The Canadian plane and train maker has announced that it has missed its quarterly operating profit forecast and, as a consequence, is now eyeing staff layoffs to reduce running costs.
Like so many aviation-related businesses, Bombardier has been heavily hit by the widespread effects of the COVID-19 pandemic. Currently Bombardier is streamlining its business with the sell-off of its rail division to France’s Alstom and in future will be concentrating solely on the manufacture of luxury business and private jets such as its Global and Challenger series.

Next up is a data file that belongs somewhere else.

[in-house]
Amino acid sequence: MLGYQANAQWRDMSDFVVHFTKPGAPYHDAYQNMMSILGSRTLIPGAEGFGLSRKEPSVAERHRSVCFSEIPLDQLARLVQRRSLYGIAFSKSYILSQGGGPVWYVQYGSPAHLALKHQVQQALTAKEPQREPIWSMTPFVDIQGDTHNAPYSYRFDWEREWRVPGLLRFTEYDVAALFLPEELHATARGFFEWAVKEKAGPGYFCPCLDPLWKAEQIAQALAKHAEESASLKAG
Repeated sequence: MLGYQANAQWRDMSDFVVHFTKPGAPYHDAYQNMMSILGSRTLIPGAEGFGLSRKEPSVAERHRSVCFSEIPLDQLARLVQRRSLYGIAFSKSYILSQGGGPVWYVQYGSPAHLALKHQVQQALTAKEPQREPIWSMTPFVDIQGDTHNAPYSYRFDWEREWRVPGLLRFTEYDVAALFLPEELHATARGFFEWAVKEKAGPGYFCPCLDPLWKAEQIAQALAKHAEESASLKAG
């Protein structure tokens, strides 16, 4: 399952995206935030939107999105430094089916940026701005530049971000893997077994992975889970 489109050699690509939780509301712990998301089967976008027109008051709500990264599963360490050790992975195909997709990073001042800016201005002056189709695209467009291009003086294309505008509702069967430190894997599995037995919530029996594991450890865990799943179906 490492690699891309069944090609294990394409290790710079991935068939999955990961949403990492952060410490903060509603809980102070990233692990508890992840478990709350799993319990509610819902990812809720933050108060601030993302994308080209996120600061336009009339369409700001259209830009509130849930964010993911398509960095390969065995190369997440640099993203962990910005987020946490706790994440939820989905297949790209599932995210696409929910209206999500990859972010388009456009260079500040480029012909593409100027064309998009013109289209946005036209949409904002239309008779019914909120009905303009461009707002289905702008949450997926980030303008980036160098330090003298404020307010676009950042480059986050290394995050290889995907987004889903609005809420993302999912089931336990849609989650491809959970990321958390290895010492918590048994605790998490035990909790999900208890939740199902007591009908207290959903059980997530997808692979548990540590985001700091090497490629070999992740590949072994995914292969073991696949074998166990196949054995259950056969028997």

“In the weeks to come we will decide all the initiatives we need to do to reduce our cost base,” Bombardier CEO Éric Martel told reporters, adding that “It’s sure there will be layoffs that will come with this.”
Having delivered eight of its Global 7500 jets in the last quarter, the company anticipates this number will rise to 12 for the final quarter of the year, which it hopes will see it operating at break-even level for the second half of the year. Corporate jet deliveries dropped to 24 units compared to 31 for the same period in 2019, but business revenue rose 10%, mainly thanks to the Global 7500 making up one third of aircraft deliveries.
Bombardier’s margins and earnings before interest, taxes, depreciation and amortization (EBITDA) took a hit on higher initial production costs for the Global 7500 jets and lower deliveries. Bombardier reported adjusted EBITDA of US$176 million for the third quarter as opposed to US$255 for Q3 2019.Email Post to a Friend